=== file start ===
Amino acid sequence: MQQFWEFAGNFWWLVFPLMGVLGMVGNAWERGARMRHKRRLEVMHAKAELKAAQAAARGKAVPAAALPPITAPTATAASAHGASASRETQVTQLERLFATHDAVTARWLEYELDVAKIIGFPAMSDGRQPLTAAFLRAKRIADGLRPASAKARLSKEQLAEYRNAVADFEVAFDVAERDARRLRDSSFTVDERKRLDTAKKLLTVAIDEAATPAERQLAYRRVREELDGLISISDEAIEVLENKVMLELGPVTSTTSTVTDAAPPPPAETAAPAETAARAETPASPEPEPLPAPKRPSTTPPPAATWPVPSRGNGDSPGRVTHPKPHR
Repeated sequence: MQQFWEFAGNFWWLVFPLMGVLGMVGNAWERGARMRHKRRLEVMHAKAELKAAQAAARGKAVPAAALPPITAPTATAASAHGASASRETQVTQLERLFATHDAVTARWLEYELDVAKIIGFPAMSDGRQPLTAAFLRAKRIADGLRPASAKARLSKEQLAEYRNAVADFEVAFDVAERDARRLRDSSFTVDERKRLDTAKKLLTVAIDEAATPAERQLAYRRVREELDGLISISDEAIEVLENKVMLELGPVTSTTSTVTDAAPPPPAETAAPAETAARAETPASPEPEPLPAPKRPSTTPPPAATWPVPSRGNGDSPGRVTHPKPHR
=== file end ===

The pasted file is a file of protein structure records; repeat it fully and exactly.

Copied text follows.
Amino acid sequence: MQQFWEFAGNFWWLVFPLMGVLGMVGNAWERGARMRHKRRLEVMHAKAELKAAQAAARGKAVPAAALPPITAPTATAASAHGASASRETQVTQLERLFATHDAVTARWLEYELDVAKIIGFPAMSDGRQPLTAAFLRAKRIADGLRPASAKARLSKEQLAEYRNAVADFEVAFDVAERDARRLRDSSFTVDERKRLDTAKKLLTVAIDEAATPAERQLAYRRVREELDGLISISDEAIEVLENKVMLELGPVTSTTSTVTDAAPPPPAETAAPAETAARAETPASPEPEPLPAPKRPSTTPPPAATWPVPSRGNGDSPGRVTHPKPHR
Repeated sequence: MQQFWEFAGNFWWLVFPLMGVLGMVGNAWERGARMRHKRRLEVMHAKAELKAAQAAARGKAVPAAALPPITAPTATAASAHGASASRETQVTQLERLFATHDAVTARWLEYELDVAKIIGFPAMSDGRQPLTAAFLRAKRIADGLRPASAKARLSKEQLAEYRNAVADFEVAFDVAERDARRLRDSSFTVDERKRLDTAKKLLTVAIDEAATPAERQLAYRRVREELDGLISISDEAIEVLENKVMLELGPVTSTTSTVTDAAPPPPAETAAPAETAARAETPASPEPEPLPAPKRPSTTPPPAATWPVPSRGNGDSPGRVTHPKPHR